another class of things which are amiss ; namely, lukewarmness in professors, errors in doctrine, heretical teachers, conformity to the



efit is effected by the stated and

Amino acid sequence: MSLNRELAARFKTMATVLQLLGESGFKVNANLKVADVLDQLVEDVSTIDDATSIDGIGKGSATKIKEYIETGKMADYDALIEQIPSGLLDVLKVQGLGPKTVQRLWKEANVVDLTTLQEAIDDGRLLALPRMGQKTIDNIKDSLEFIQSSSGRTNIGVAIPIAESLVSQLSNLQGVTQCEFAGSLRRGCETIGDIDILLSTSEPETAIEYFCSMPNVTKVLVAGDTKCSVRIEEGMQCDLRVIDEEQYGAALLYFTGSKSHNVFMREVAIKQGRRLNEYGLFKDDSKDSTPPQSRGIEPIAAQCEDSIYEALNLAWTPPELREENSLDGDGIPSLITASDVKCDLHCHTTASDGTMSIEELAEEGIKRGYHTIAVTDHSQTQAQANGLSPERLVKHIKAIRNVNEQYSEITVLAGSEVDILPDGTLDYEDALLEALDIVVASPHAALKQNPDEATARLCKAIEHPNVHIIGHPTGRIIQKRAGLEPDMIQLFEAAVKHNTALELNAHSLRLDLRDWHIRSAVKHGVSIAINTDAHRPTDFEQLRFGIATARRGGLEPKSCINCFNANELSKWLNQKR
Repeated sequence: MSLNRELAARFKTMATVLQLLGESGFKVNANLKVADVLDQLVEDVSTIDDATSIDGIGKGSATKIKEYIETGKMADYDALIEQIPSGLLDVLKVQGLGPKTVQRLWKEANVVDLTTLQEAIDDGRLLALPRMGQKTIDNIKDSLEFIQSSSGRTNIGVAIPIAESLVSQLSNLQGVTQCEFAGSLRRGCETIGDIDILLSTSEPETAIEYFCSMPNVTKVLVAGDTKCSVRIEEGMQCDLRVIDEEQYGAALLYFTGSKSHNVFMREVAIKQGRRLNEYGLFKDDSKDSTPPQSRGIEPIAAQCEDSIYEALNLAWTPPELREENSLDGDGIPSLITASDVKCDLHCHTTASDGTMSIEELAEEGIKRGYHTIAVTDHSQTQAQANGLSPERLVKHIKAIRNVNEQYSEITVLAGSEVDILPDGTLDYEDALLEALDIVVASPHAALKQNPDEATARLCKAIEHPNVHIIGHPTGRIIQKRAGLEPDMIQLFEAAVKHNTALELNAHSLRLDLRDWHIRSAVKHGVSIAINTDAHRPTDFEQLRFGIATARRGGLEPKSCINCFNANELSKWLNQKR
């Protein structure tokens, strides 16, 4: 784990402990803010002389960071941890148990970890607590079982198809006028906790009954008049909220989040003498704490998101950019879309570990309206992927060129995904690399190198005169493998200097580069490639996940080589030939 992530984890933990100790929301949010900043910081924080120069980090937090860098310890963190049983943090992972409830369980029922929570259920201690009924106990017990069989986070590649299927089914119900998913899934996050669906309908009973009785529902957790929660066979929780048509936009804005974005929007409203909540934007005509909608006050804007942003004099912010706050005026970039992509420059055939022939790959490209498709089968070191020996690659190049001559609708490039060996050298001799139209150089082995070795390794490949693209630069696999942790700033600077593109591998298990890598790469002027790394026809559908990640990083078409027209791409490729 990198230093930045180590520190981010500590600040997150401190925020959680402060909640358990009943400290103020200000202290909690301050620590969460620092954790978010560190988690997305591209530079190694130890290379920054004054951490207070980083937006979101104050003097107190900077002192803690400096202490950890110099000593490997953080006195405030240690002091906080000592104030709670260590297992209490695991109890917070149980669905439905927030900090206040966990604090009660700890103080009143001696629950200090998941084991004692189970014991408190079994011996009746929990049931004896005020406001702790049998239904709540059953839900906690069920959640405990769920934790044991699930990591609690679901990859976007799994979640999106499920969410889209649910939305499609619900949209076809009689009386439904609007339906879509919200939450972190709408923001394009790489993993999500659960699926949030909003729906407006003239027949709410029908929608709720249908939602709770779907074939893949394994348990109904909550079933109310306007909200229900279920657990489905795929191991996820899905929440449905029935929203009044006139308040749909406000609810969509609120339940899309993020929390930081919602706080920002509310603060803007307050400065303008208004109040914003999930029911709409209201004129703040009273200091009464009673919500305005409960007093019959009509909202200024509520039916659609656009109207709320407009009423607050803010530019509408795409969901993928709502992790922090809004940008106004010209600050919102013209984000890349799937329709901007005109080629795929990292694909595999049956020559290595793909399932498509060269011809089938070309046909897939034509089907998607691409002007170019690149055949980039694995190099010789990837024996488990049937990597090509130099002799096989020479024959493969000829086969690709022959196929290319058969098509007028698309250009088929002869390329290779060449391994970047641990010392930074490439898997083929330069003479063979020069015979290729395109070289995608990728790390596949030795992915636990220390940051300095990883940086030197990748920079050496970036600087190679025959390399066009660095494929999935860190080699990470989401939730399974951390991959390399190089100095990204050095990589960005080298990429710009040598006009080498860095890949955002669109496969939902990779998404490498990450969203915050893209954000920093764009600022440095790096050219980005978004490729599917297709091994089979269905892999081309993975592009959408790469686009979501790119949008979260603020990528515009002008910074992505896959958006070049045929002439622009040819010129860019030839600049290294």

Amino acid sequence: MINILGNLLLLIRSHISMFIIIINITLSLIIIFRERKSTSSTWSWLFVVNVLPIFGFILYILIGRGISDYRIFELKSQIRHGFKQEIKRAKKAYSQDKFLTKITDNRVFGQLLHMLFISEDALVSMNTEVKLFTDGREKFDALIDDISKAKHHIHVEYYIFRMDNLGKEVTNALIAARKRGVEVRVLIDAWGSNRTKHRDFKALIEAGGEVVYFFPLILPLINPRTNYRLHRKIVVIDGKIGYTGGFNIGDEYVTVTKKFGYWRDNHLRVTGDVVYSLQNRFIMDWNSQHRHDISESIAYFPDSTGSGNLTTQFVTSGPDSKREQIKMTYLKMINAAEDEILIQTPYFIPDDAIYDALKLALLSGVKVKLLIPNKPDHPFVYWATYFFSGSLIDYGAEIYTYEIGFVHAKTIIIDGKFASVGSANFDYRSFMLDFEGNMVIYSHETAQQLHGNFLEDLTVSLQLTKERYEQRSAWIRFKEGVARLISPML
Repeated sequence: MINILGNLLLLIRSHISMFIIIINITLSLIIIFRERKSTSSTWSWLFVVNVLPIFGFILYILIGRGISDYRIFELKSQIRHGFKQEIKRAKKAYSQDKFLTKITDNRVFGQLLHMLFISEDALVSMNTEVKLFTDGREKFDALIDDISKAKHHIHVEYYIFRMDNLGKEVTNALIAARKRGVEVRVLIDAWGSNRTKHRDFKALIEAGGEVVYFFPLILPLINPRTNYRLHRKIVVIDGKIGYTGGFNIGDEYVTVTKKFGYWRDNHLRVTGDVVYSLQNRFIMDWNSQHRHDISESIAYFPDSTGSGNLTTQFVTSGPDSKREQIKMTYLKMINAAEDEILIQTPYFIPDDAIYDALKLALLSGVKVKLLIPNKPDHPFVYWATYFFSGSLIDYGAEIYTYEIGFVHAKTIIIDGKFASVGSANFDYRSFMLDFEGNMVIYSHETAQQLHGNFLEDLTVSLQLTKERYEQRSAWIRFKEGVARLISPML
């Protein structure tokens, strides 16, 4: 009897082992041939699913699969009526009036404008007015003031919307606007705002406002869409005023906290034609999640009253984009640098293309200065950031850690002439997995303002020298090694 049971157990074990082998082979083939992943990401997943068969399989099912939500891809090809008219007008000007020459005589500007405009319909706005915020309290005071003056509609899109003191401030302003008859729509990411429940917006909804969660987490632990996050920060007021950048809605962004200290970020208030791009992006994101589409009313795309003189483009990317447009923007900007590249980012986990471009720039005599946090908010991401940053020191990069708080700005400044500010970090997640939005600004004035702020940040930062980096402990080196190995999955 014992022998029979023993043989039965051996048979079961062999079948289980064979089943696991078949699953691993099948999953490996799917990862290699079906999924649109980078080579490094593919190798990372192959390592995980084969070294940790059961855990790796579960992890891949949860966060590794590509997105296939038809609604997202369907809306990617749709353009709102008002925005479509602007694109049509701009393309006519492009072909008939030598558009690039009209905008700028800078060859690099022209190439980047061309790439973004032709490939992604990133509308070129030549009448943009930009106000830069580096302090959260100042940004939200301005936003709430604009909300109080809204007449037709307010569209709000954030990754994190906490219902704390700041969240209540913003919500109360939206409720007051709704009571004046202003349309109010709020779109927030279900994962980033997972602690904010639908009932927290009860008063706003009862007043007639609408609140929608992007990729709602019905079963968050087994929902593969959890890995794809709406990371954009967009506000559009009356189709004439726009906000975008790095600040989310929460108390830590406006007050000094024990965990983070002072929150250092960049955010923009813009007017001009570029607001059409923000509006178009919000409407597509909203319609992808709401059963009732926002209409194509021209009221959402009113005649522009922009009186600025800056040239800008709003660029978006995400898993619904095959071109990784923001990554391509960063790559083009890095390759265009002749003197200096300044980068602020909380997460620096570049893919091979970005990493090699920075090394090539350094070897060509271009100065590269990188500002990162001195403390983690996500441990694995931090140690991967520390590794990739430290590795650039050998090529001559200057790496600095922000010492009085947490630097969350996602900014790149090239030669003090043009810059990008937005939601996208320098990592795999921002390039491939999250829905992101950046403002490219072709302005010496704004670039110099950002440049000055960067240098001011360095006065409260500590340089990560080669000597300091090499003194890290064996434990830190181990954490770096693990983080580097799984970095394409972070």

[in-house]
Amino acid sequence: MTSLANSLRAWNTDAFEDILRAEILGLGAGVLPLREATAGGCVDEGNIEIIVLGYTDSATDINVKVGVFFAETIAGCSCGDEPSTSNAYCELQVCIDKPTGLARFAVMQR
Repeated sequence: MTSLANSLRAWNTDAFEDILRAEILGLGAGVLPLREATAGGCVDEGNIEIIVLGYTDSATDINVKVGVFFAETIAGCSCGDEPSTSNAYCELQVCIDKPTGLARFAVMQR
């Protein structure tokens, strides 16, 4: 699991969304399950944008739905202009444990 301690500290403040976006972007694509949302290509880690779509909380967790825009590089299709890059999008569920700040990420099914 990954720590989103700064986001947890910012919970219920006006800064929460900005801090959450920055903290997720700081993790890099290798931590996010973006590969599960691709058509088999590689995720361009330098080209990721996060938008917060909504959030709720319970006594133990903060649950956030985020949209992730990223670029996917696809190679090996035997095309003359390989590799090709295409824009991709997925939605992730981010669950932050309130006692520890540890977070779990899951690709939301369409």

general mention of these things as I AM accustomed to look over the matters of fact, from year to year. published "minutes" of our prin- It conveys no information, imparts cipal ecclesiastical assemblies, and no impulse to the public mind, and particularly their annual “ narra- originates no measures ; while it tives of the state of religion within does impart prolixity to a document their bounds.” I have just laid which, being intended for general down that of the last General As- perusal, ought to be as dense and sembly at Philadelphia. It would forcible as possible. If a particular seem to me that a large number of vice exists peculiarly in a particular clergymen, coming together from place, or if any public immorality is all parts of the land, might bring becoming increasingly and alarm. with them a great deal of definite ingly prevalent in the land, then the and valuable information respecting distinct and solemn reprehension of the moral condition of the country, it by a venerable assembly of min. and that this information, properly isters may have some salutary ef. embodied and sent forth, might fect ; but I look for no such effect produce some good impression on from an annual, and very general, the public mind. Our annual "nar- and matter-of-course mention, of ratives,” however, are commonly immoralities which exist in no new written in such a manner as to pro- degree, and in no place in particuduce, I apprehend, but very little lar, but are the common immoraliinterest. There is a certain round ties of the world, which have ex. of topics, and a certain sameness of isted and will exist every where style in them from year to year. among men, till a generation shall They resemble in this respect our be born more happy than the world annual thanksgiving proclamations, has yet seen. I attach, indeed, no which, with only a change of date, great importance to these strictures, might answer for a decade of years but it may be worth suggesting as well as for one, and might as well whether the introduction of the tobe stereotyped as to put the prin- pics I am speaking of, may not as ters to the annual trouble of setting well be, at least sometimes interup the types anew. They uniform- mitted, if not generally omitted. ly give us “a mixture of light and There are several respects in shade, of lamentation and rejoic. which the kind of documents I am ing.” Thus, for the dark shades, considering might be animadverted we have a regular report of certain upon ; but I shall not particularize immoralities which, the meeting them. They should be written, if laments, still exist in divers parts of they are worth writing at all, with the land, as if we were in the annu- more freshness of matter and manal expectation of these immorali- ner--in a word, with more elaborties having come to an end-name- ateness and force of style, and more ly, sabbath-breaking, profane swear- fullness and definiteness of inforing, intemperance, gambling, and mation. Whether they might be the like. These several topics are made to embody such a mass of commonly spread out into as many collected facts as should give us afVol. 1.-No. VIII.